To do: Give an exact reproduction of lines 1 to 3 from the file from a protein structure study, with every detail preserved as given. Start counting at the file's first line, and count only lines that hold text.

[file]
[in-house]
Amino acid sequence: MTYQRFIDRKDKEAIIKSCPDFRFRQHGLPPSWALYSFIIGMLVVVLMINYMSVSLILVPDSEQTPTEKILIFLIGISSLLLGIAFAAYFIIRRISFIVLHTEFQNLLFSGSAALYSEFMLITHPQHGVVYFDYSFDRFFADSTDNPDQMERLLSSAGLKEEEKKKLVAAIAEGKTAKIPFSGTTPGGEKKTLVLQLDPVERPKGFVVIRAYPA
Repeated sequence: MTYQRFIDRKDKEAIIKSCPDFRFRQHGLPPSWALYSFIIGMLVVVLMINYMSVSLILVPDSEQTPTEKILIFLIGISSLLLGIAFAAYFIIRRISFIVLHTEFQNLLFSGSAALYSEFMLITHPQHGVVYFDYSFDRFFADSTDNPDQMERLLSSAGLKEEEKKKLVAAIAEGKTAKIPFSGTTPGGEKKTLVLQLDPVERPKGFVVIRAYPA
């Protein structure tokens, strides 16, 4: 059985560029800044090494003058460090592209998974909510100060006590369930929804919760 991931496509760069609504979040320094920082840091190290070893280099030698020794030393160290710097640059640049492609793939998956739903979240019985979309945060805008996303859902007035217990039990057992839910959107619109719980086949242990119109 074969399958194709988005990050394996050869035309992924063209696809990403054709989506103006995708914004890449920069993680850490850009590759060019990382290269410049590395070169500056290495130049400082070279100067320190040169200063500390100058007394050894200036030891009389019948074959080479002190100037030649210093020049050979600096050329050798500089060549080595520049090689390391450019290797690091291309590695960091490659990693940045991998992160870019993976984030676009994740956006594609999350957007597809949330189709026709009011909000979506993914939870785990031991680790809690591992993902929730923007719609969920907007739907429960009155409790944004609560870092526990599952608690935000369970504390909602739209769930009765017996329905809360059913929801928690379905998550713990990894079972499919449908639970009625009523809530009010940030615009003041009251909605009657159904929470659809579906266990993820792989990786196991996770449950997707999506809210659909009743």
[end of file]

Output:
[in-house]
Amino acid sequence: MTYQRFIDRKDKEAIIKSCPDFRFRQHGLPPSWALYSFIIGMLVVVLMINYMSVSLILVPDSEQTPTEKILIFLIGISSLLLGIAFAAYFIIRRISFIVLHTEFQNLLFSGSAALYSEFMLITHPQHGVVYFDYSFDRFFADSTDNPDQMERLLSSAGLKEEEKKKLVAAIAEGKTAKIPFSGTTPGGEKKTLVLQLDPVERPKGFVVIRAYPA
Repeated sequence: MTYQRFIDRKDKEAIIKSCPDFRFRQHGLPPSWALYSFIIGMLVVVLMINYMSVSLILVPDSEQTPTEKILIFLIGISSLLLGIAFAAYFIIRRISFIVLHTEFQNLLFSGSAALYSEFMLITHPQHGVVYFDYSFDRFFADSTDNPDQMERLLSSAGLKEEEKKKLVAAIAEGKTAKIPFSGTTPGGEKKTLVLQLDPVERPKGFVVIRAYPA